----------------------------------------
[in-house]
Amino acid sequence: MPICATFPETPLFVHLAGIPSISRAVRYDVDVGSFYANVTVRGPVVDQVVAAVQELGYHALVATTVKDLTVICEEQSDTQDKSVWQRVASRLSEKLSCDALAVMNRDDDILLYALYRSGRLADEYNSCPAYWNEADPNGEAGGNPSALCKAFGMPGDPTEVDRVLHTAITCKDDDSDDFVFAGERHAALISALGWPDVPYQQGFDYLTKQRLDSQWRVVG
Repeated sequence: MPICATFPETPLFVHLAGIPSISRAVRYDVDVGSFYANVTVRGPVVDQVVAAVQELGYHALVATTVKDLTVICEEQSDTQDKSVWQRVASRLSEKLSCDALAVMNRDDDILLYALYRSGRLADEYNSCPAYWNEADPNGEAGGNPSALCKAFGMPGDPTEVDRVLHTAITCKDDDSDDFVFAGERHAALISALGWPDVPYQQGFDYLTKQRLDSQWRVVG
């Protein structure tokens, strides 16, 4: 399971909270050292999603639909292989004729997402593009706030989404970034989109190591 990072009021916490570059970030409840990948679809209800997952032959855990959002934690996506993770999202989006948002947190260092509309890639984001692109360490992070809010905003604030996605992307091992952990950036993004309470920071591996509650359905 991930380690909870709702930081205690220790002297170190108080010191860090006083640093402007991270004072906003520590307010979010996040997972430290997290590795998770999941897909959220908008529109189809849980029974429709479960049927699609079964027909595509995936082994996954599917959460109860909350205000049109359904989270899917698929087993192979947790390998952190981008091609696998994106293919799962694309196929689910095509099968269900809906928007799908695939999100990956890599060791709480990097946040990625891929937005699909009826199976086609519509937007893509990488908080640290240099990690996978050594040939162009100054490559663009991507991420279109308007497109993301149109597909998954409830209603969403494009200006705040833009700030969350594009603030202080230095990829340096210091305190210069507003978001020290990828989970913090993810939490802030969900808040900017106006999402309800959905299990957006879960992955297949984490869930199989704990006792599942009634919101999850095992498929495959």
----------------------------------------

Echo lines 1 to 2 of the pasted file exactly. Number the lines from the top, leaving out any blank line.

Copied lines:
[in-house]
Amino acid sequence: MPICATFPETPLFVHLAGIPSISRAVRYDVDVGSFYANVTVRGPVVDQVVAAVQELGYHALVATTVKDLTVICEEQSDTQDKSVWQRVASRLSEKLSCDALAVMNRDDDILLYALYRSGRLADEYNSCPAYWNEADPNGEAGGNPSALCKAFGMPGDPTEVDRVLHTAITCKDDDSDDFVFAGERHAALISALGWPDVPYQQGFDYLTKQRLDSQWRVVG